So why did I previously think I am an extrovert?  Well, when I first took the Myers Briggs Type Indicator (mentioned in a previous post), I tested as an E (for extrovert) rather than as an I (for Introvert).  The MBTI has a scale of responses, and I was an E, but not strongly an E.  The Time magazine article makes the point that it is an extrovert’s world, and people are socialised towards extroversion.  This was certainly my case.  As a child, I enjoyed my own company, and had a few good friends.  At university, in the Navy (particularly as an officer),as a sales engineer and as a manager, I learned to adopt the behaviour of an extrovert.  That’s what the MBTI found.  But during my lifetime, I’ve never  liked conflict (though I’ve learned to deal with it), and I’ve never enjoyed being the focal point in a large social situation.  So, at this point in my life, I’m happy to go back to ‘my roots’, write novels and be an introvert.  By the way, the Time magazine article points out some of the advantages of being an introvert.

The article also points out that Winston Churchill – a well-known extrovert – won the Nobel Prize for Literature for his memoirs.  (There are exceptions to every rule!)


I tend to believe that if one is going to do something important, one must have a plan.  For those of you who are familiar with the Myers Briggs Type Indicator (there is a page on Wikipedia), my profile ends in a J (judging).  This means that I tend to place a lot of emphasis on rational thought.  My wife has a profile ending in P (perceiving), and she tends to be quite intuitive.  I think it’s fair to say that most of us have some of both, and certainly both are useful to a writer.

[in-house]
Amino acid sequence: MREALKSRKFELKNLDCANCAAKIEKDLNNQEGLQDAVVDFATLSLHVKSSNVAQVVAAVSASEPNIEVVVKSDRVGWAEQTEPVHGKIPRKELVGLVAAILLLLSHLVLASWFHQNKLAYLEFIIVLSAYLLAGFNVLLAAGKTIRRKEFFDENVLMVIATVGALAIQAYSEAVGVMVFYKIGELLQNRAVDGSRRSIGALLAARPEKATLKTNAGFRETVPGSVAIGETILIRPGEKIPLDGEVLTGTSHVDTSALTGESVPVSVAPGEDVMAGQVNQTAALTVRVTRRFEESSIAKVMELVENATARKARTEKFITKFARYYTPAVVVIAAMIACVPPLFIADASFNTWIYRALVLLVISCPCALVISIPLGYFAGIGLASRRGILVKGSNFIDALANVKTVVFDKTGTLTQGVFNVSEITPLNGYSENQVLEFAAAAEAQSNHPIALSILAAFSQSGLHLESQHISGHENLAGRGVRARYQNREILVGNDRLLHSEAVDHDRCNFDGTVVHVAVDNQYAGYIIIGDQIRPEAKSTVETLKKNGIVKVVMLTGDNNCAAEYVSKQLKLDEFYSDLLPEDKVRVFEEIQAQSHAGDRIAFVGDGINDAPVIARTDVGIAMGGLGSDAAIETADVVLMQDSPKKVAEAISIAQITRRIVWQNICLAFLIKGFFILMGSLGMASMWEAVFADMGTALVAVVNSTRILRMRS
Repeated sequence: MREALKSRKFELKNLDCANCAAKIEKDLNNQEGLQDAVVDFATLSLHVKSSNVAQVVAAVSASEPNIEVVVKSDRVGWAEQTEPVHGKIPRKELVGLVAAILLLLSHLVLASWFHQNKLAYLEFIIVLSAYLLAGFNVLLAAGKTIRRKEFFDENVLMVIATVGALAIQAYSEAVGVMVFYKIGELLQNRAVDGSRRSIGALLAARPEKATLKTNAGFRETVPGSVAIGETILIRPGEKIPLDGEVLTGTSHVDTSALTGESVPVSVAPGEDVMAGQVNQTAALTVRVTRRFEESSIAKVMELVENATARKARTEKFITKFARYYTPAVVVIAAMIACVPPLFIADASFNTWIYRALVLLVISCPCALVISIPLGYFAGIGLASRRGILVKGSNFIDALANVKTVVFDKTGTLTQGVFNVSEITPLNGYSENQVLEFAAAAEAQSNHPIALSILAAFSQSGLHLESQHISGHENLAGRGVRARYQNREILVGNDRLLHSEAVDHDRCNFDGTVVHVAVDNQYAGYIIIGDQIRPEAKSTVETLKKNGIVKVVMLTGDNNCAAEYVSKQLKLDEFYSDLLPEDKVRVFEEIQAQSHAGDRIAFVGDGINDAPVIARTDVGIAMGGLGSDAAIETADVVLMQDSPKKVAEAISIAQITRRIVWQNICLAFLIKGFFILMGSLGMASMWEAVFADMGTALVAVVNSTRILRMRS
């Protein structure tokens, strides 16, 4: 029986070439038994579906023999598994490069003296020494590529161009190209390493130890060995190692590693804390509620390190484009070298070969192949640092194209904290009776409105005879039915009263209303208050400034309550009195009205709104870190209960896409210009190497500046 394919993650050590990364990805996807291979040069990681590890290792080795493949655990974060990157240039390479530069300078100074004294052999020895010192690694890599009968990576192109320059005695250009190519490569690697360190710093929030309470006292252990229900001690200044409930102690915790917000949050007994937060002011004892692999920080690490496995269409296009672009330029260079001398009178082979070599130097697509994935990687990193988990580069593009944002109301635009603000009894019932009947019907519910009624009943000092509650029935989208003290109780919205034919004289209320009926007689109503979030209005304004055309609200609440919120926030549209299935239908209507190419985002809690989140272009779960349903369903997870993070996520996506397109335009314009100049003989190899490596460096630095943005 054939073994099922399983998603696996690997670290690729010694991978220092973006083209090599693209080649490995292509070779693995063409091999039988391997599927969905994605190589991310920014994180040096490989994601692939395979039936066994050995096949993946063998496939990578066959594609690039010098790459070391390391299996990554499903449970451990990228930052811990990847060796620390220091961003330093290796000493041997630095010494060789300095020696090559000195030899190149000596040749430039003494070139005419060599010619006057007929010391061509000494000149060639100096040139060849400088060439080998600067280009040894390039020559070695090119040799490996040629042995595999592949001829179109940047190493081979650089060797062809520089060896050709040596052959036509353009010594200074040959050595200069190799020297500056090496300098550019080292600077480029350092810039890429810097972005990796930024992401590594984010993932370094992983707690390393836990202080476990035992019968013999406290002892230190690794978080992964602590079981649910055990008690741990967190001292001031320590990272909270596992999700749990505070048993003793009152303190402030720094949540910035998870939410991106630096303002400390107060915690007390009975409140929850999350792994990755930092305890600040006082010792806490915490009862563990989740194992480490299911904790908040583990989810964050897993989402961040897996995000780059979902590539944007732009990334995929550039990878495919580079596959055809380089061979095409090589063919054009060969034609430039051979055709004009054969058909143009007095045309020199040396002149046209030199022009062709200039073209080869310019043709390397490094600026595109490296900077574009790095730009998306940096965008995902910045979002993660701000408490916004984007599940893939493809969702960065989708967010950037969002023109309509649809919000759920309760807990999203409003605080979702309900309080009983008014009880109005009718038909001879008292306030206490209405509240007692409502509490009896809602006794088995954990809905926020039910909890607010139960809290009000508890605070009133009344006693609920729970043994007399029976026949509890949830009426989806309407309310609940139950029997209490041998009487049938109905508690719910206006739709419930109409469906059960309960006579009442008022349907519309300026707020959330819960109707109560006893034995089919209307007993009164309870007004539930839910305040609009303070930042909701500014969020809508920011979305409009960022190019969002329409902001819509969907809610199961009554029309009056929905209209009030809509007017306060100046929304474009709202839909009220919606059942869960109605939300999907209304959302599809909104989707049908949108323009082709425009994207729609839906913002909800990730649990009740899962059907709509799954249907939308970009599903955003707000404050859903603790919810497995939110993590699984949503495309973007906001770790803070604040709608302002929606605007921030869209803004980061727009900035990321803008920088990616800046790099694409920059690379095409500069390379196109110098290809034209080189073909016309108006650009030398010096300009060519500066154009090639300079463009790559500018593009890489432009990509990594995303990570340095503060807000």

As I mentioned in an earlier post, Fishing in Foreign Seas was based on a series of dreams I had.  Then, I added the story about the huge negotiation, which is, by the way, in many ways based on my actual experiences.  There was not a great deal of planning involved in creating this novel, which switches back and forth between the romance and the negotiation.  The chapters are divided by time period, with each period covering a stage in the development of the romance or the negotiation.  So, for example, I didn’t really plan the chapter about Jamie and Caterina’s years in Philadelphia, I just knew what I wanted to say.

For Sin & Contrition, I had to plan the six main characters: their personalities, their values, their strengths and weaknesses.  And I had to prepare a list of the sins they commit.  After that, the planning was ‘on the fly’.  When I wrote the chapter on bullying, I sat down and thought ‘who’s going to bully whom, why and how’.  The ideas flowed, and I put them on paper.  Not really a lot of formal planning.